- Committed. Team members dedicated to producing their best work are always valuable. In Agile or Scrum this is critically important due to the freedom and independence they enjoy.
- Go-getter. Taking initiative (not waiting to be told what to do). Making decisions, adding value with your work and ideas, knowing how to handle adversities on your own… These are all important capabilities you want in an Agile team member.
You may still be thinking: “What does the process look like?”
The Scrum process
Here’s an overview of how a Scrum process works:
- It all starts with the backlog. As we mentioned earlier, in scrum there are two backlogs: the product backlog (product owner’s responsibility) and the sprint backlog. The former is a prioritized list of features (stories, tasks, etc.); while the latter is filled by the team during sprint planning. They take the top priorities of the product backlog and fill up the sprint’s backlog capacity. They estimate this using story points.
- Sprints are set to a fixed duration (usually 1-2 weeks), with specific sprint goals for that time. The team set the goals according to the items that are brought in from the product’s backlog to the sprint. To make that decision and set the sprint goals, the team goes through a Sprint Planning session (more on it later).
- During the sprints, the team has short daily meetings (Daily Standup or Daily Scrum), preferably face-to-face. They report on the progress made during the previous day and what they’ll focus on that day. Here, the team also shares the obstacles they’ve run into or risks they’ve encountered. Team members should be willing and able to help each other if needed.
- Once the Sprint ends, the team holds a meeting for a Sprint Review or Retrospective. This meeting is sprint-specific and tries to reflect on the work that has been achieved, their performance, goals, blockages, etc. The team must also assess their task size estimation and the sprint backlog’s capacity for the next Sprint Planning meeting.
As you can see, 3 Scrum-specific basic ceremonies give the method its fluency and ensure a good procedure. These are:
- Sprint Planning. Team members (one scrum master), and sometimes the product owner, come together to discuss the top priority items that will make it to the Sprint. The product owner represents the voice of the stakeholders and manages the product backlog. Issues and stories are analyzed, discussed, and size estimated, then transferred to the sprint’s backlog.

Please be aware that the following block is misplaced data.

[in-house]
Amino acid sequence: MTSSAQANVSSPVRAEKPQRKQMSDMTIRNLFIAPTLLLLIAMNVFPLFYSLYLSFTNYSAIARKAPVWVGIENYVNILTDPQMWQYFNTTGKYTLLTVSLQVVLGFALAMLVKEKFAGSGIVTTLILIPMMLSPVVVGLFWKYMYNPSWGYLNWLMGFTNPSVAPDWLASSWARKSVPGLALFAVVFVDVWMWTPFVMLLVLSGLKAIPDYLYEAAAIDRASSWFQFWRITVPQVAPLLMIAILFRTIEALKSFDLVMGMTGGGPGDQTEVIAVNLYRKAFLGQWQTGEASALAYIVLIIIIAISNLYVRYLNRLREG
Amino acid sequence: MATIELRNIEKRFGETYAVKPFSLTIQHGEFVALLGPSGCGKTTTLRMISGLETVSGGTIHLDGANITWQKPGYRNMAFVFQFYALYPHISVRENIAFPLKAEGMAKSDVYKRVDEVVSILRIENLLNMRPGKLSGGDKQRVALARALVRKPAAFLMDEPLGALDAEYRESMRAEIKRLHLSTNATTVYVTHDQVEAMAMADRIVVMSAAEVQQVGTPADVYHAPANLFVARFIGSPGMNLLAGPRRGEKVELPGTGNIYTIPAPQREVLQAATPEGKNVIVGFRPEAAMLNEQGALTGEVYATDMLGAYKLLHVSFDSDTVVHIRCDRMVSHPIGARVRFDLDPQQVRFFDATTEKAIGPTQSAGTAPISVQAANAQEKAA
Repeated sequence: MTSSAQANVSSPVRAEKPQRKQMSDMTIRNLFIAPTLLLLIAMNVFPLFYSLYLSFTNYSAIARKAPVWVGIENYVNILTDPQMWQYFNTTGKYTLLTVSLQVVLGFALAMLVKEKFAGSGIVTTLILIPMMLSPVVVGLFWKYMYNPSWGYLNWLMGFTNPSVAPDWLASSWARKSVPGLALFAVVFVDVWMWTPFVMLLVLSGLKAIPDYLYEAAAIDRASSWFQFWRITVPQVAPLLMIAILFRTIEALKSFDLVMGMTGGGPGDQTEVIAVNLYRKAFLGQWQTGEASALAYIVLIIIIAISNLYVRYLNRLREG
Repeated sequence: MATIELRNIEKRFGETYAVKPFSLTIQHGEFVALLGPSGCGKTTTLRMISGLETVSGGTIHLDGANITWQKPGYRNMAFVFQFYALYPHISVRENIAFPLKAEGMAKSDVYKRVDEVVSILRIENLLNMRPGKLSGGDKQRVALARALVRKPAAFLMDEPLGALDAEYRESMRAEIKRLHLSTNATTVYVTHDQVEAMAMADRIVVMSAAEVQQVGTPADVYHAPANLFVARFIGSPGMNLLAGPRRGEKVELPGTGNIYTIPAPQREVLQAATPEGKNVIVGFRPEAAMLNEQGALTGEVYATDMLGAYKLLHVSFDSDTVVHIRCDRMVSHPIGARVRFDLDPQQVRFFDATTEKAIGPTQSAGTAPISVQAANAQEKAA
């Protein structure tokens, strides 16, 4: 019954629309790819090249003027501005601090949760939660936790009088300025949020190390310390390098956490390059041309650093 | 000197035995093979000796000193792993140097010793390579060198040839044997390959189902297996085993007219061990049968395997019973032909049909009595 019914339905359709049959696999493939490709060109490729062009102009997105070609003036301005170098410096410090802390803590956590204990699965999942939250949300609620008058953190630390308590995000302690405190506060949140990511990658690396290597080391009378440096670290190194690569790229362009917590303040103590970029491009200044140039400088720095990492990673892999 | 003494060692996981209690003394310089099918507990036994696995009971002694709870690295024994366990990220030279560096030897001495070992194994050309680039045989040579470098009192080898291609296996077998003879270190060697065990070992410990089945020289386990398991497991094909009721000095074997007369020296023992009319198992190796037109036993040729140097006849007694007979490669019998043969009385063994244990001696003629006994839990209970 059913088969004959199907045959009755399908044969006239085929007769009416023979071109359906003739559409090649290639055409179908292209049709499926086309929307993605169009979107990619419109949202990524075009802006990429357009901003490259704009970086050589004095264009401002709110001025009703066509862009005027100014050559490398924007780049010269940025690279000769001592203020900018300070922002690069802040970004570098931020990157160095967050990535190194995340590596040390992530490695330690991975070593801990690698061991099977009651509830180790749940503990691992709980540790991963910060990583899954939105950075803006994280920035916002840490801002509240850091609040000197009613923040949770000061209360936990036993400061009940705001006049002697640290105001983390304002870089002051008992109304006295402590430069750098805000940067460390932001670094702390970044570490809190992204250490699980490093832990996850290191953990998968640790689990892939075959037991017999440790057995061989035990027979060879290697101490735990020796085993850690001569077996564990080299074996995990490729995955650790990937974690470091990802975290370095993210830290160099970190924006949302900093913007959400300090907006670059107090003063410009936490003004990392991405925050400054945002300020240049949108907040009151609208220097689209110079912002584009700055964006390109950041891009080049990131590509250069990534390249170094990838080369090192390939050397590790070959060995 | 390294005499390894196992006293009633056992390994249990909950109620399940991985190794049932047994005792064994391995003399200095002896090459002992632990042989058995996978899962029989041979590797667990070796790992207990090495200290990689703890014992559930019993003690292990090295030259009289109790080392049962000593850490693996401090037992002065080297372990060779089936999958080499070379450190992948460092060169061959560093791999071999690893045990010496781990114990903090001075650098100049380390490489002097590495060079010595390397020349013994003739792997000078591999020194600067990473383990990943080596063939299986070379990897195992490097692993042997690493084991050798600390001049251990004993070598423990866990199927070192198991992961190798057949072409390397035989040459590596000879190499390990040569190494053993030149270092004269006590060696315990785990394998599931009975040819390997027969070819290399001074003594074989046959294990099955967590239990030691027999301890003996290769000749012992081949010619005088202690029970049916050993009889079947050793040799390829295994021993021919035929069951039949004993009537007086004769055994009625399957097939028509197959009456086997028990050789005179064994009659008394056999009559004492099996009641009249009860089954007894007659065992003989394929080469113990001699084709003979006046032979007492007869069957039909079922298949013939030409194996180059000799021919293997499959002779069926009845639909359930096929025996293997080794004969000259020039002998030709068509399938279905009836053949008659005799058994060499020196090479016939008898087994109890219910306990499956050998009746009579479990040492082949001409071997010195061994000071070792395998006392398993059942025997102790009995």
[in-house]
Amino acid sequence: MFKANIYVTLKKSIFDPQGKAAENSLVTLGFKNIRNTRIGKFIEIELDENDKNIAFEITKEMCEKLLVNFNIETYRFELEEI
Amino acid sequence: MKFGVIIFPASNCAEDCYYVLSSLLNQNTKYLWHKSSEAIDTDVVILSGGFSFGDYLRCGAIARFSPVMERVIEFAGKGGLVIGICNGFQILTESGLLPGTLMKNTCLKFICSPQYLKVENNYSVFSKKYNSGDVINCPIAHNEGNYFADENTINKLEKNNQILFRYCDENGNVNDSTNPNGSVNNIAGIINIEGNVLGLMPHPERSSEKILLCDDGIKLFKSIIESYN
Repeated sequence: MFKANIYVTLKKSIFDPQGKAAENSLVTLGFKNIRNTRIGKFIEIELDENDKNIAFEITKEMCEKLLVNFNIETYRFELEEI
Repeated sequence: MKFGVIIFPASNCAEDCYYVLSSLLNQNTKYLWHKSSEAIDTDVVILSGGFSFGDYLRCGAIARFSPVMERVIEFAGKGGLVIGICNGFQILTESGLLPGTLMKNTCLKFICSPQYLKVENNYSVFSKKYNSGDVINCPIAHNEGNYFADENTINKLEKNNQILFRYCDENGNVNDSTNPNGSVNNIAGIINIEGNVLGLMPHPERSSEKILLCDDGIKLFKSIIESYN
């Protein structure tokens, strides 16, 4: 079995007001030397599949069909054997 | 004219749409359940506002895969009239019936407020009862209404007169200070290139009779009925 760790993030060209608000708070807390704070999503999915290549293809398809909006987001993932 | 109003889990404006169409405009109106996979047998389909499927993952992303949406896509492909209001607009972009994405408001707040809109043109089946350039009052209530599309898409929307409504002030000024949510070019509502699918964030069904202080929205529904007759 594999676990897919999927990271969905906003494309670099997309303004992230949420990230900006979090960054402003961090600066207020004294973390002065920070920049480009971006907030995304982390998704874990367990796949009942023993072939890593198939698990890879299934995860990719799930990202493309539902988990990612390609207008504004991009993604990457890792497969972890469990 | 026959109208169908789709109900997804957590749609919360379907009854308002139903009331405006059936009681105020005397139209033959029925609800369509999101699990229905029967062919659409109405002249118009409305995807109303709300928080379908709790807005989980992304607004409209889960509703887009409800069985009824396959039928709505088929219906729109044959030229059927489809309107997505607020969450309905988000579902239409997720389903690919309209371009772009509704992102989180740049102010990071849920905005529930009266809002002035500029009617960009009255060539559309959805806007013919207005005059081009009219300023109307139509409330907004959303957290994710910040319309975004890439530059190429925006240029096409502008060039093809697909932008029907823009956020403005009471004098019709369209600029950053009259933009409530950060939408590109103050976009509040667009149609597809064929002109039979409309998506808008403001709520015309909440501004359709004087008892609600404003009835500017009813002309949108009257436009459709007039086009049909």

- Daily Standup. A short meeting among the team members takes place almost every day. Team members and the product owner decide depending on the specific procedure of the project and the length of their sprints. Their purpose is to catch up on what everyone has done and will do next. They’re essential for good direct communication between members of the team and helps it run smoothly.
- Retrospective. Also known as Sprint Review meetings. Here’s where the team reflects on their work, the goals they reached, the uncompleted tasks, the problems they faced organizationally… They offer feedback to themselves on how they planned the sprint compared to how it actually went for future reference.
Two other regular meetings can also take place with Scrum and add their significant value to the methodology:
- Sprint Demo: A sharing meeting where the team shows what they have released in that sprint. They aim to show the progress of the working software (or product) they’re developing.
- Backlog refinement: These are meetings between the development team and the product owner. They clear up concepts, analyze stories, rethink tasks, and prioritize work on the product’s backlog. Product owners don’t always have as good a knowledge as the developers on how some items have to be completed or their size. The meeting lets developers tweak the backlog to improve their efficiency.
There’s an outstanding amount of platforms and apps on agile project management dedicated to software development teams. However, there aren’t that many with the versatility or adaptability that Priority Matrix offers.
Priority Matrix wasn’t made to suit specific requirements other Agile project management apps focus on, and still checks the boxes of everything you need to implement it. This versatility will allow you to introduce Agile to any company or team. Many departments in businesses around the world are stuck working on traditional project management. These procedures slow them down and make them inefficient. A good manager must identify how their system works, analyze how it’s benefitting them or slowing them down, making them ineffective.